|"Mule Deer" Colored Pencil|
A young mule deer buck is alert while trudging through deep, December snow. The rut is coming to an end and the hardened antlers will soon be shed. Now it's all about survival, anything that can help conserve precious energy is a blessing. A harsh winter is a real threat to the survival of a mule deer. If the ground forage completely disappears, these tough animals will consume twigs and branches. During lean times their stored fat reserves can quickly become depleted. That's why from late spring to early fall the mule deer gorges itself on succulent leaves, grasses and flower beds.
Two prominent features distinguish the mule deer, large ears and a black tipped tail. The mule deer is stout with a thick, strong neck and chiseled face. The eyes are black with a distinct, dark brow. Patches of white highlight the throat and rump. An orange and sienna coat becomes charcoal gray in the winter. This prey animal uses camouflage effectively by changing its overall coloring with the seasons. No matter what time of year, they seem to blend perfectly into the natural environment.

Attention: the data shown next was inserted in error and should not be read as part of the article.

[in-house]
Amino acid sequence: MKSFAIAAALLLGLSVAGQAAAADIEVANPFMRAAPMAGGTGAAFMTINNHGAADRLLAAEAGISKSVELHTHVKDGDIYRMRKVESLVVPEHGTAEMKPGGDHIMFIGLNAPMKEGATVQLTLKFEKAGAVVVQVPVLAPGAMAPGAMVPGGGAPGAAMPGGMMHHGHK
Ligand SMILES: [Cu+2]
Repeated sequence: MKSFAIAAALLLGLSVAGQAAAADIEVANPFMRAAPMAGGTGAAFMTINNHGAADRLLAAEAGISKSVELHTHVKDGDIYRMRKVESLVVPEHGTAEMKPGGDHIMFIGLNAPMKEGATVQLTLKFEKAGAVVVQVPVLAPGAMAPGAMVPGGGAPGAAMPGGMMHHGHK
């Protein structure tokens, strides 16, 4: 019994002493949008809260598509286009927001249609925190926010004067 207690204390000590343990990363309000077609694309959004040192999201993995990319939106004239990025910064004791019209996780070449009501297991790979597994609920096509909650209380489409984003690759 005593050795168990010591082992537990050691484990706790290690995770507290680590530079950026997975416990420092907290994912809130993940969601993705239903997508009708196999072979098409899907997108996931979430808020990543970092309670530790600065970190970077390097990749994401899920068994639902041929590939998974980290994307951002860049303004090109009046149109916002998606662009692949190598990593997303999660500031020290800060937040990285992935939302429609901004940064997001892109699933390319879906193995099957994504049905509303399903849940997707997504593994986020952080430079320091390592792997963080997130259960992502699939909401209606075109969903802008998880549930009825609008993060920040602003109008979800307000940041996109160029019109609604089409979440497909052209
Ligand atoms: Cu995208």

Mule deer are very common in this area. During the winter I frequently see mule deer in town raiding bird feeders and grazing comfortably. They seem to tolerate human presence but if spooked they will dash off into the brush. The image of a doe and twin fawns is a sure sign of spring. There's always a good chance of seeing mule deer when hiking in Three Sisters Open Space Park on a summer evening.